Team GB on Thursday named the six athletes that will compete in the Olympic tennis tournament at the Olympics.
Heather Watson and Johanna Konta will both compete in the women’s singles and women’s doubles events.
Competing at their maiden Games, Dan Evans and Neal Skupski complete the line-up for Team GB.
Evans, currently GB’s number one ranked men’s singles player, achieved his highest ATP ranking to qualify for Tokyo this summer. He lines up alongside Murray in the men’s singles as well as teaming with Skupski in the men’s doubles.
Team GB Chef de Mission, Mark England said: “It’s a huge privilege to announce our tennis players for Team GB. The calibre of the team gets stronger with every Games and it is great to see a mix of returning and first time Olympians.
“Two-time Olympic Champion Andy Murray was our flag bearer in Rio and he continues to lead by example through his commitment to the Olympic Games and Team GB in what will be his fourth Olympics.
“We are also delighted to welcome back Heather and Johanna as returning Olympians, and I am sure they will all pass on the best of their insight to Dan, Joe and Neal.”
Team GB Tennis Team:
Men’s Singles: Dan Evans, Andy Murray
Women’s Singles: Johanna Konta, Heather Watson
Men’s Doubles: Dan Evans and Neal Skupski, Joe Salisbury and Andy Murray
Women’s Doubles: Johanna Konta and Heather Watson
Mixed Doubles: TBC once the ranking cut off is known
Poundland has revealed one in 10 products on sale in stores are no longer priced at its traditional £1 price point.
The shift away from being a single-price retailer comes as the company behind the brand said sales continued to grow in the past six months, despite the Covid pandemic, and the rollout of chilled and frozen food is winning over customers.
Poundland owner Pepco added it has also seen success with new clothing ranges offered in 300 of its larger stores and has increased sales of products with higher profit margins.
The news comes as bosses said they also managed to reduce rents by around 50% on 44 stores and look set to cut rental fees on a further 211 stores within the next two years.
Poundland and its European equivalent Dealz saw a like-for-like sales increase of 1.4% during the six months to the end of March compared with the same period a year earlier.
This was despite bosses saying stores, which remained open as “essential” retailers, were hit hard by the various pandemic restrictions.
Shoppers shunned its stores primarily due to their locations typically being in covered shopping centres or busy high street locations where the perceived risk of infection was higher, the company said.
But bosses remain confident for the future and highlighted that the introduction of frozen food in 50 stores, following a deal with Fultons Frozen Food last October, was working well.
Its frozen food offering is now available in 129 stores, with the intention to have it available in 700 within the next two years.
Profit margins increased by 60 basis points, with customers having stocked up on lower margin products the previous year, bosses added.
Poundland now has 917 stores in the UK and Ireland, with its Pep&Co clothes lines in 300 larger stores.
The parent company Pepco, which recently listed on the Warsaw stock exchange, said total sales across the business were up 4.4% to two billion euros (£1.7bn), with pre-tax profits in the period up from 64 million euros (£55m) to 96 million euros (£82m).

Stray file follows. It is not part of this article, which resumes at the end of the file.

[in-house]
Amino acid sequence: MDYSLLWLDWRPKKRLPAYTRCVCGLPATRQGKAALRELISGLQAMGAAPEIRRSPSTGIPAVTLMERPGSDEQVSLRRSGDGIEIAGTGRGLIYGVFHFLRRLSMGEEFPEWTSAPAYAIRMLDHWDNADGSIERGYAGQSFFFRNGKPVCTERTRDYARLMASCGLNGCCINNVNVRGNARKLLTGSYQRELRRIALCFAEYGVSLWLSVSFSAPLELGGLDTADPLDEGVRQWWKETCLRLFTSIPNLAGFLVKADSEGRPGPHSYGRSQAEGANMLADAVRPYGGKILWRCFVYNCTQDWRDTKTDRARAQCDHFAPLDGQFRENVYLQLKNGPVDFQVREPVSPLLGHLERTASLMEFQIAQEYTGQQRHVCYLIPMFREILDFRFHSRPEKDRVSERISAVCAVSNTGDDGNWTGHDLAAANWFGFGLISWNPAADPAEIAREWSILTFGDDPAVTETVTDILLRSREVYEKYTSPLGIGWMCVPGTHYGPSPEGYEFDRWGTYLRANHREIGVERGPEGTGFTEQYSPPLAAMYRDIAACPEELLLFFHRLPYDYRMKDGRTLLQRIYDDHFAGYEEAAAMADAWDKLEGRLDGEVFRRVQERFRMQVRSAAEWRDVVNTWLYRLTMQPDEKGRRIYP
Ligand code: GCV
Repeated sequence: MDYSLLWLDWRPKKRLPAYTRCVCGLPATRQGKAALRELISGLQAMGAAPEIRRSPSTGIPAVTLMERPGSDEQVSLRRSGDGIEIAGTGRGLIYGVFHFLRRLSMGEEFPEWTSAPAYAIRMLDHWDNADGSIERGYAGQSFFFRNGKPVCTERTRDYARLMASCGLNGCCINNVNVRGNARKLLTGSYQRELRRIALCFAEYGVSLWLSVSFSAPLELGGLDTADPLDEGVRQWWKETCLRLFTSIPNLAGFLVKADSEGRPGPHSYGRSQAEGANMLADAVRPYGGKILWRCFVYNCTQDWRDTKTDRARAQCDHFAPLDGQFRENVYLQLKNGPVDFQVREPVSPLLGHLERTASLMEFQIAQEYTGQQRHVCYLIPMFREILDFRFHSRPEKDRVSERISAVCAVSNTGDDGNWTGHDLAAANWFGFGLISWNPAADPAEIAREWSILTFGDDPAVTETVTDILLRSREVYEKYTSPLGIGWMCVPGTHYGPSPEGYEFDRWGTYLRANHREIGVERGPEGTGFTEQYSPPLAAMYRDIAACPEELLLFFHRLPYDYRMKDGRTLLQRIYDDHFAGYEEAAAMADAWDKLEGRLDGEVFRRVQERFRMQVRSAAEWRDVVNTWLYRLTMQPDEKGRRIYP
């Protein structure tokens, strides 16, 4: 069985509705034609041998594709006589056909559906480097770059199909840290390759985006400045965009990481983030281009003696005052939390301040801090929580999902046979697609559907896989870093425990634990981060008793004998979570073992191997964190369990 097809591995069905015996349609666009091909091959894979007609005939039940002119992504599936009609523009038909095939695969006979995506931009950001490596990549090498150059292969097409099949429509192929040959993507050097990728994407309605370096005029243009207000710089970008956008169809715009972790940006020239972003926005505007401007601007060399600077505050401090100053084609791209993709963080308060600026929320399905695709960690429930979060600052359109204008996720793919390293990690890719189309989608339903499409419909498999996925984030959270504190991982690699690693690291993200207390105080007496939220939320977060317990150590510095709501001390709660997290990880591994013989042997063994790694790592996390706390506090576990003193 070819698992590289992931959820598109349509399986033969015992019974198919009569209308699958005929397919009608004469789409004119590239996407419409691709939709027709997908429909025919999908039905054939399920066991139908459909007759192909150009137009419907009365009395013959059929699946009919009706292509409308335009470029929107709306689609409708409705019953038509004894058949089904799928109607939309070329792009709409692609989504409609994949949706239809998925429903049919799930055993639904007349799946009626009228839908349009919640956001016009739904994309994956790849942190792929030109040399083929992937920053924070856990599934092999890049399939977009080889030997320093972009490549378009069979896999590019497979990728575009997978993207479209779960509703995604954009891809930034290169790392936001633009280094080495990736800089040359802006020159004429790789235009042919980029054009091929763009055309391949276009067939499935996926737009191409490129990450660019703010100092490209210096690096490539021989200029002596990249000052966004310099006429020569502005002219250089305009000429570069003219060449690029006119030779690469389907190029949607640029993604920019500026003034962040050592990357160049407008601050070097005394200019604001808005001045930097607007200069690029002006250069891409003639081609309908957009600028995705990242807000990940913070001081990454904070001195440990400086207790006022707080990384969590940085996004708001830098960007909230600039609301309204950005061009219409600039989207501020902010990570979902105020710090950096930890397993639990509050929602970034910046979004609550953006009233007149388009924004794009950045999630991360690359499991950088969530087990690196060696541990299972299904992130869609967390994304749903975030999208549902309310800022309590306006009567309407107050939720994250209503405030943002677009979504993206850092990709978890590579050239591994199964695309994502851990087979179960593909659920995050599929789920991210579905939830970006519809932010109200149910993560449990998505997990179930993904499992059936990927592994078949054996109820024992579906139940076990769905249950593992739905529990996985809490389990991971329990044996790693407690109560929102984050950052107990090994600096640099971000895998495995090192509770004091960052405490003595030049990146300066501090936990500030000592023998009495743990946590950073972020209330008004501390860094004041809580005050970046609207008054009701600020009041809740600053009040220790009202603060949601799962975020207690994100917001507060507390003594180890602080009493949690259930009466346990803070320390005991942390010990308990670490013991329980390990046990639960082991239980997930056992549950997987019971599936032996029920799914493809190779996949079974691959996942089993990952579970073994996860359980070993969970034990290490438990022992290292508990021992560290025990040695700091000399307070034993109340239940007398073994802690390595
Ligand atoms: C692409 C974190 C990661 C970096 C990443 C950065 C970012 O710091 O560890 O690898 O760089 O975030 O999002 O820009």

Pepco chief executive Andy Bond said he expects to see improvements as customer behaviour returns to more normal shopping patterns.
He added: “We anticipate that the environment in which we operate will remain changeable and challenging in the short term.”
The Scottish Government is bringing forward new legislation to allow women who have paid to have vaginal mesh removed privately to get their money back.
It comes as health secretary Humza Yousaf spoke about the “serious distress” that controversial mesh implant surgery has caused, as he said some women had been “let down by the NHS”.
The NHS in Scotland has had a moratorium in place which prevents mesh implant surgery since 2018, but some women have used their own cash to fund its removal after being left with painful and debilitating complications.
These operations cost between £16,000 and £23,000, and the Transvaginal Mesh Removal (Cost Reimbursement) (Scotland) Bill proposes a scheme to reimburse those who have paid for private treatment.
The Scottish Government is also working on a procurement process to “allow appropriately qualified surgeons” from outside the NHS to bid to perform removal for patients in Scotland.
This work is already under way and should be completed shortly, ministers said.
It was announced last July that a specialist Complex Pelvic Mesh Removal Service was being set up as part of NHS Scotland, with the Scottish Government committing more than £1.3m to it.
Speaking about the proposed new law, Yousaf said: “I absolutely recognise the serious distress that may have led women to using their own funds to seek mesh removal surgery privately.
“This legislation aims to help those who have undergone private treatment by allowing these past costs to be refunded.
“We recognise that some women have been let down by the NHS when they presented with complications and that is simply unacceptable.
“We are working to build confidence in our Scottish services and the various projects under way, including the case record review and our work with the Health and Social Care Alliance, will support this.
“Nonetheless, alternative options will be available to those who feel unable to be treated in Scotland, achieving the ultimate objective of ensuring all people get the treatment and care that they need.”